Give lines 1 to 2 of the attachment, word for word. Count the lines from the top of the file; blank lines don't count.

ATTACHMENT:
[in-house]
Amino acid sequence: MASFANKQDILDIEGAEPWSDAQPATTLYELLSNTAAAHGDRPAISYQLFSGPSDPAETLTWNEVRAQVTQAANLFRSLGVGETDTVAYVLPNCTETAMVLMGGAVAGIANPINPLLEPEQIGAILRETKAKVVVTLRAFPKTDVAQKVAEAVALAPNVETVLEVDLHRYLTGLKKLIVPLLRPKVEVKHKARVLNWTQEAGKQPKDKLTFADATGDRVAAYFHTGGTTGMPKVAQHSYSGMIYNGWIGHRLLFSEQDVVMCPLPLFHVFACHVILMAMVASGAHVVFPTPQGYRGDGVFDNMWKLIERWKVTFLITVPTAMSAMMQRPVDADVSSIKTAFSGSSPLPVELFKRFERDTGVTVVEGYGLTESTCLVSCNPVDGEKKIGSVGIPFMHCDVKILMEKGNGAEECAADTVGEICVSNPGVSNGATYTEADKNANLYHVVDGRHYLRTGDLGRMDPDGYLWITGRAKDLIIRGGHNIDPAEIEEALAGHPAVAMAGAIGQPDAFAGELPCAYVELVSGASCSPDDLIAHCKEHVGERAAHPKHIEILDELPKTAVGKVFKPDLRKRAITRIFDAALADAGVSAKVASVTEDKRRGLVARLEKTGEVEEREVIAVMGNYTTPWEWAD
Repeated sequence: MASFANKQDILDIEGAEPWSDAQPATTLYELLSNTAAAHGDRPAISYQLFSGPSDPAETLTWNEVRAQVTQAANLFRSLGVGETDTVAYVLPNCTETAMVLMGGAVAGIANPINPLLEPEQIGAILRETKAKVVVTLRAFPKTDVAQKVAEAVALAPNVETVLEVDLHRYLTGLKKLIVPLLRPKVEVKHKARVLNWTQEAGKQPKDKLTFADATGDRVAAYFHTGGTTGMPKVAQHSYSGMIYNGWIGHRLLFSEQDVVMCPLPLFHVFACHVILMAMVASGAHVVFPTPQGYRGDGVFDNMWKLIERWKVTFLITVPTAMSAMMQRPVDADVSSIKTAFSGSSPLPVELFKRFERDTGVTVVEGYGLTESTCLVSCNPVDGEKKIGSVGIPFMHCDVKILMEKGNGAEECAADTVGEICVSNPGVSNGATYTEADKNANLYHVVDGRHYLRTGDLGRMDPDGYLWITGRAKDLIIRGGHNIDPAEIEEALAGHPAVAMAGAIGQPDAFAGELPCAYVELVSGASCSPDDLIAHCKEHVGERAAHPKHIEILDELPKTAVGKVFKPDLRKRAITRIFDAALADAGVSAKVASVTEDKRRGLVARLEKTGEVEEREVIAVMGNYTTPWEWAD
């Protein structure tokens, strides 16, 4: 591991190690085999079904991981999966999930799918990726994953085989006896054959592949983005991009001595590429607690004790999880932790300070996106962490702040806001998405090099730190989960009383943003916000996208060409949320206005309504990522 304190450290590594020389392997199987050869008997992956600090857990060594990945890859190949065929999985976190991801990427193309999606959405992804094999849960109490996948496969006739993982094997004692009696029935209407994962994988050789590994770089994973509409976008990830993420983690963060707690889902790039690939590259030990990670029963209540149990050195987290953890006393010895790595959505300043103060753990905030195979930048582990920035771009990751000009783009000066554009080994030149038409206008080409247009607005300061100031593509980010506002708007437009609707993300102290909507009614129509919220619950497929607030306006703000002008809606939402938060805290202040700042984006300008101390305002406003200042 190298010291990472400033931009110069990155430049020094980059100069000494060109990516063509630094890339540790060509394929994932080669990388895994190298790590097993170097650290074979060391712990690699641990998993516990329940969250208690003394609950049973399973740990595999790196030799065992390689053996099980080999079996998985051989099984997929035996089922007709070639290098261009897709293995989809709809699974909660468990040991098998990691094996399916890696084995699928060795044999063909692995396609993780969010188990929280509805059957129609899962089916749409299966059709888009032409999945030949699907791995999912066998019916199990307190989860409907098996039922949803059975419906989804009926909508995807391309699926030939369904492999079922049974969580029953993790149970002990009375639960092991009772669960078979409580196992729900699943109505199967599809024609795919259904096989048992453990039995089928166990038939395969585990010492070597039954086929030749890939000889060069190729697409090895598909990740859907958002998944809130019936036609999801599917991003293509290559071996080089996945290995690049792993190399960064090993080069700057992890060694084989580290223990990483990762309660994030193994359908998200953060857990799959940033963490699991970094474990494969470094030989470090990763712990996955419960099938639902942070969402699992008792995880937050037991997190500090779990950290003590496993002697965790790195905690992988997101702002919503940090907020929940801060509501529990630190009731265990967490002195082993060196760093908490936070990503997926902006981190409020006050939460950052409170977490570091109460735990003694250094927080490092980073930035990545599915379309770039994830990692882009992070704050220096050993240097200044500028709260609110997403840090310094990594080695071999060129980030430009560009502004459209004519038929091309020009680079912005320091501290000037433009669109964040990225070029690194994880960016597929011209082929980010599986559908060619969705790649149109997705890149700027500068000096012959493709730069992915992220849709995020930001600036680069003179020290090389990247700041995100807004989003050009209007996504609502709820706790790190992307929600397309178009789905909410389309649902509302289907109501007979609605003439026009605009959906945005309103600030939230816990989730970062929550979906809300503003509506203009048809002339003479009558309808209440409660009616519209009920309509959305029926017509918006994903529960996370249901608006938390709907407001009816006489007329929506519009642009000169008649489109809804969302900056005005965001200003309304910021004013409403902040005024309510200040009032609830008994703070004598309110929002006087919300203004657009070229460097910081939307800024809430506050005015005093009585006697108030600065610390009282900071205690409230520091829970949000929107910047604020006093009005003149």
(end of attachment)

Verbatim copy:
[in-house]
Amino acid sequence: MASFANKQDILDIEGAEPWSDAQPATTLYELLSNTAAAHGDRPAISYQLFSGPSDPAETLTWNEVRAQVTQAANLFRSLGVGETDTVAYVLPNCTETAMVLMGGAVAGIANPINPLLEPEQIGAILRETKAKVVVTLRAFPKTDVAQKVAEAVALAPNVETVLEVDLHRYLTGLKKLIVPLLRPKVEVKHKARVLNWTQEAGKQPKDKLTFADATGDRVAAYFHTGGTTGMPKVAQHSYSGMIYNGWIGHRLLFSEQDVVMCPLPLFHVFACHVILMAMVASGAHVVFPTPQGYRGDGVFDNMWKLIERWKVTFLITVPTAMSAMMQRPVDADVSSIKTAFSGSSPLPVELFKRFERDTGVTVVEGYGLTESTCLVSCNPVDGEKKIGSVGIPFMHCDVKILMEKGNGAEECAADTVGEICVSNPGVSNGATYTEADKNANLYHVVDGRHYLRTGDLGRMDPDGYLWITGRAKDLIIRGGHNIDPAEIEEALAGHPAVAMAGAIGQPDAFAGELPCAYVELVSGASCSPDDLIAHCKEHVGERAAHPKHIEILDELPKTAVGKVFKPDLRKRAITRIFDAALADAGVSAKVASVTEDKRRGLVARLEKTGEVEEREVIAVMGNYTTPWEWAD